> > Yes, that's so, and as St Wilt once sang* "That's easy
          > > to say but so hard to do". Mindfulness bring us to being
          > > in the Witness position where we can and do observe
          > > the thought and the thinker, and with perhaps several
          > > lifetimes of practice, and hopefully in this one, we can
          > > attend to our life as it flows by in "Real Time".
          > > Here is one basic "how-to" exercise technique in
          > > Mindfulness that deals with making mental notes, using
          > > awareness of taking a drink as an example. This method
          > > may be of help in "getting IT".
          > > ---------------------------------------------------------
          > > When you look at the tap or water-pot on arriving
          > > at the place where you are to take a drink, be sure
          > > to make a mental note, looking, seeing.
          > >
          > > When you stop walking, stopping.
          > > When you stretch out the hand, stretching.
          > > When you touch the cup, touching.
          > > When you take the cup, taking.
          > > When dipping the cup into the water, dipping.
          > > When bringing the cup to the lips, bringing.
          > > When the cup touches the lips, touching.
          > > When you swallow, swallowing.
          > > When returning the cup, returning.
          > > When withdrawing the hand, withdrawing.
          > > When you bring down the hand, bringing.
          > > When the hand touches the side of the body, touching.
          > > If you intend to turn round, intending.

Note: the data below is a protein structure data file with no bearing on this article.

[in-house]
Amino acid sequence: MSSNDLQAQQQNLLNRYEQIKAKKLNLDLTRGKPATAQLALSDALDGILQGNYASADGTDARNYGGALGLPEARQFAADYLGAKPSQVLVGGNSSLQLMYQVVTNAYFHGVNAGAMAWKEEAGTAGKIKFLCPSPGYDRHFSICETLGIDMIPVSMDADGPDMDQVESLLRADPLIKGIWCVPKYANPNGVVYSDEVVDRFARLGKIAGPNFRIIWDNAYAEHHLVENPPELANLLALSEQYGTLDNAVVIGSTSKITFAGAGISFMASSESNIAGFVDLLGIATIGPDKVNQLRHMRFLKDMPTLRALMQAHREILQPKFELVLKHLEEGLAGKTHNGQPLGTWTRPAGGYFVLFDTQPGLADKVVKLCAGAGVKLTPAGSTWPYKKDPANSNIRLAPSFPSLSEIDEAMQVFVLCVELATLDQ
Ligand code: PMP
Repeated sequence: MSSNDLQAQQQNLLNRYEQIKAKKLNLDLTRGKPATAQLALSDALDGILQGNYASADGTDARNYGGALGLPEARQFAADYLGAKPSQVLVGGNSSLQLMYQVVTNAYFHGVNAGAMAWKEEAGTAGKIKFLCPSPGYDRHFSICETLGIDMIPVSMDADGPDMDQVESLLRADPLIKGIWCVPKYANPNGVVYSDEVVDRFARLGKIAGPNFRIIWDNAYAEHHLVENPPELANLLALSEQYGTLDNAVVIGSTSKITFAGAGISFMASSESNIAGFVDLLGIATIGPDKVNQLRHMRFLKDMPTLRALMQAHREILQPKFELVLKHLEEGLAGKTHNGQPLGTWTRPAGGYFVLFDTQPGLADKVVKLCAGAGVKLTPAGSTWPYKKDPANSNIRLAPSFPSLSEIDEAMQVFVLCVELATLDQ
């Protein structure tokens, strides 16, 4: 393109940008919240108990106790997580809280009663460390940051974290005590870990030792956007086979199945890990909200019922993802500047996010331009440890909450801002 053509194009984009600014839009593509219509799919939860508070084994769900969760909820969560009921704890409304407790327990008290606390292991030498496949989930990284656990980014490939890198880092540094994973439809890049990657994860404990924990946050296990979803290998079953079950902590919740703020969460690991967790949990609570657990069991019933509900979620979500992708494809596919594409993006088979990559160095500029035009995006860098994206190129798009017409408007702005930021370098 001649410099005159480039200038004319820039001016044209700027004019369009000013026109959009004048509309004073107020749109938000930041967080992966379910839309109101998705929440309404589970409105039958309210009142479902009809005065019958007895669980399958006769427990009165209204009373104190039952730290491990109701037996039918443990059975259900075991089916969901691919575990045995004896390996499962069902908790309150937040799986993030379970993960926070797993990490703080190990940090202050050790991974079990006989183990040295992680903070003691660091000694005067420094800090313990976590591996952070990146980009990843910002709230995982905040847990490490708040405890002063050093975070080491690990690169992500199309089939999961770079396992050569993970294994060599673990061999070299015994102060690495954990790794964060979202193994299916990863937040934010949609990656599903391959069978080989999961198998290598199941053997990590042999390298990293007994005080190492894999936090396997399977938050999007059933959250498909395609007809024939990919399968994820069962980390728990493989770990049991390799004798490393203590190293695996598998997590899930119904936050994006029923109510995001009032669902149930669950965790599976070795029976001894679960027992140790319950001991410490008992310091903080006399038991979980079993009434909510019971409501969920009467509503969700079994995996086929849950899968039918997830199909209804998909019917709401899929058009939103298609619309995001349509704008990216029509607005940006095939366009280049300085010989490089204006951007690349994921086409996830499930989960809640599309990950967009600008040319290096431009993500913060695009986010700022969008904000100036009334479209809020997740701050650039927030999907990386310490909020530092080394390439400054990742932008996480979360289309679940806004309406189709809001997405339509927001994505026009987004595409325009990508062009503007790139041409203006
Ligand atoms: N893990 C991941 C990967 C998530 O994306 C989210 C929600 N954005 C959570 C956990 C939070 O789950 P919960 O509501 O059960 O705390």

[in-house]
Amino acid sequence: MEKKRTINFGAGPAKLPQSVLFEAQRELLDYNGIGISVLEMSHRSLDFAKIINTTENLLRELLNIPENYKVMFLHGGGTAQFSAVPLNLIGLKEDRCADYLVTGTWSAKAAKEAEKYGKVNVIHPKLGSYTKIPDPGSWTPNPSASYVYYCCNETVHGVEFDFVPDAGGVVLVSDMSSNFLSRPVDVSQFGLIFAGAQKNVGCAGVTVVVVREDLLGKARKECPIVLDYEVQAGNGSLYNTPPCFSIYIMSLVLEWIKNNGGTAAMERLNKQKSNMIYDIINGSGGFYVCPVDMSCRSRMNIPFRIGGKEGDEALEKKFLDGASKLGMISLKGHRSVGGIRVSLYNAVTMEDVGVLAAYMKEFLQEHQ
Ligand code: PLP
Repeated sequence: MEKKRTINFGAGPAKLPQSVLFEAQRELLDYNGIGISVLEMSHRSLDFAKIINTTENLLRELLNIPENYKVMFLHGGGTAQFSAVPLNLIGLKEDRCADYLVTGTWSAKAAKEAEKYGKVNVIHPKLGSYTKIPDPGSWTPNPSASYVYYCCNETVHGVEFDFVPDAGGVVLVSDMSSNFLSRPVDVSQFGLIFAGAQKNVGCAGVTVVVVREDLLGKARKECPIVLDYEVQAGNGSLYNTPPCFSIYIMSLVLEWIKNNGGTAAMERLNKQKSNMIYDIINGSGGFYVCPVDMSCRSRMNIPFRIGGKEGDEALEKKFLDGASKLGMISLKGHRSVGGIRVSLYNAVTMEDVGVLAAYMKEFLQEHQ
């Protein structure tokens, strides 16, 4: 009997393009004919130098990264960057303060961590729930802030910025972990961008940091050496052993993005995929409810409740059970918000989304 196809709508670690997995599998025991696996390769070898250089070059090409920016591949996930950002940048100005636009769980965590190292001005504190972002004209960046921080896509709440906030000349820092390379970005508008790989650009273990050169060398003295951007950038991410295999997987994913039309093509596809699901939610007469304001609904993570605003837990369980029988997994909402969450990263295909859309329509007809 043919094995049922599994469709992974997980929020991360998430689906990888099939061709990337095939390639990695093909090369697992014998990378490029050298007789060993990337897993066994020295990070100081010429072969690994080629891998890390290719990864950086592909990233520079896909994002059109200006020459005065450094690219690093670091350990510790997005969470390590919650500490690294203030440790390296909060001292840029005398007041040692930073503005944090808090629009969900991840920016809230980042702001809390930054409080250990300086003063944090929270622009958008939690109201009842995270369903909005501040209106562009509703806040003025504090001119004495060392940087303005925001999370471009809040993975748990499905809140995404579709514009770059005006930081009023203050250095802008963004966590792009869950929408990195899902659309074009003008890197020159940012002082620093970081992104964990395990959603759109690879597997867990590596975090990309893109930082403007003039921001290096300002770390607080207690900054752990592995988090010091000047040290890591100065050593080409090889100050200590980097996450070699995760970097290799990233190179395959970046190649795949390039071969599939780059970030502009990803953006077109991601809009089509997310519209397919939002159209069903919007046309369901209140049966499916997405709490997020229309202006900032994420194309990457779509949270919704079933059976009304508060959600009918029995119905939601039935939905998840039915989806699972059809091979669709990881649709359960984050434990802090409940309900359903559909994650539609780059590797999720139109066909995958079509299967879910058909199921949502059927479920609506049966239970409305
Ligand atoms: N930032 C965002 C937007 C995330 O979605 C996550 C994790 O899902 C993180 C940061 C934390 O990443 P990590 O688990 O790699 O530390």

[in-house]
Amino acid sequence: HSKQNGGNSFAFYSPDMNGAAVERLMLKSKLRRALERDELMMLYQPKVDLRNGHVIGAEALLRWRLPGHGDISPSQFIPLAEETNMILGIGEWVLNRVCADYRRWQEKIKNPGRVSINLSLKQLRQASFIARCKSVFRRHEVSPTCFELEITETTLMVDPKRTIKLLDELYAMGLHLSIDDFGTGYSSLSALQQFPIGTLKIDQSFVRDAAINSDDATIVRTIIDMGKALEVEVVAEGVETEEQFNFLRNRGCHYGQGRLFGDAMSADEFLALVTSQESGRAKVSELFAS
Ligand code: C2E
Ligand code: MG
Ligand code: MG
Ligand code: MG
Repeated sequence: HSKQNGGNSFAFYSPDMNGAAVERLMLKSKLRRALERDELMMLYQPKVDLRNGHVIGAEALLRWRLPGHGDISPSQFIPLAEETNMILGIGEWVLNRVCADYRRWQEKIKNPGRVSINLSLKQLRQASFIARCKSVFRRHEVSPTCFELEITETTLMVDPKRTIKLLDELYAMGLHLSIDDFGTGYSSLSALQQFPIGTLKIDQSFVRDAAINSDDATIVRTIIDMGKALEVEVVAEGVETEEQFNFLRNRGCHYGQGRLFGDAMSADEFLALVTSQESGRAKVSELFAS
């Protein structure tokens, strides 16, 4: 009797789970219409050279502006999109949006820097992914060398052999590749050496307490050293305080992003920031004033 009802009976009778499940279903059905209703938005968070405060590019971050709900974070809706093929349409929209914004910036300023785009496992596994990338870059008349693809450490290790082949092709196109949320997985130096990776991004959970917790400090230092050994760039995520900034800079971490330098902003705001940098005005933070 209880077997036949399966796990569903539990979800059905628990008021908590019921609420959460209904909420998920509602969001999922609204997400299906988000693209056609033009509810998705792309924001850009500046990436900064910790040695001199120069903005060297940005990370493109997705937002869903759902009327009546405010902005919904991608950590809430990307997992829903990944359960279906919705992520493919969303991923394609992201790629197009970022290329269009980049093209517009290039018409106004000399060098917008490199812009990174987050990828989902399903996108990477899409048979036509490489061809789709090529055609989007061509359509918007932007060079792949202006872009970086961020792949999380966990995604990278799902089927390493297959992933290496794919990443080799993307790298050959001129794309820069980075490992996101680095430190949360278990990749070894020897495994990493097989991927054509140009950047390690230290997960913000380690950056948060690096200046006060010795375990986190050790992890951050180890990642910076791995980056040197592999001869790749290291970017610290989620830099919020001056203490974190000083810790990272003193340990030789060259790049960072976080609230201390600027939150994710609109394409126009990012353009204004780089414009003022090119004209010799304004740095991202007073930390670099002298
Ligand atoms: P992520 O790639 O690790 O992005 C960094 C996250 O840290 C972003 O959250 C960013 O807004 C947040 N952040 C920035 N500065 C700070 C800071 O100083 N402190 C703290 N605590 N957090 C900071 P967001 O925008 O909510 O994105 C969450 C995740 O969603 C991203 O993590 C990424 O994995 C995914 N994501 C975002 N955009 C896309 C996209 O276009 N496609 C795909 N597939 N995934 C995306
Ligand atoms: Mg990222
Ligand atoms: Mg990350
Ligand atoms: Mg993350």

> > When you turn round, turning.
          > > When you walk forward, walking.
          > > On arriving at the place where you intend to stop, intending.
          > > When you stop, stopping.
          > > -----------------------------------------------------------------
          > > * That's Easy To Say (But So Hard To Do) is the "B"
          > > side of Sri Wilt Chamberlain's 45 RPM record "By The River"
          > > -----------------------------------------------------------------
          > >
          > > > > medit8ionsociety <no_reply@> wrote:
          > > > >
          > > > > The Thinker and Thought
          > > > >
          > > > > Is there any relationship between the thinker
          > > > > and his thought, or is there only thought and
          > > > > not a thinker? If there are no thoughts there
          > > > > is no thinker. When you have thoughts, is there
          > > > > a thinker? Perceiving the impermanency of thoughts,
          > > > > thought itself creates the thinker who gives
          > > > > himself permanency; so thought creates the thinker;
          > > > > then the thinker establishes himself as a permanent
          > > > > entity apart from thoughts which are always in a
          > > > > state of flux. So, thought creates the thinker and
          > > > > not the other way about. The thinker does not create
          > > > > thought, for if there are no thoughts, there is
          > > > > no thinker. The thinker separates himself from his
          > > > > parent and tries to establish a relationship, a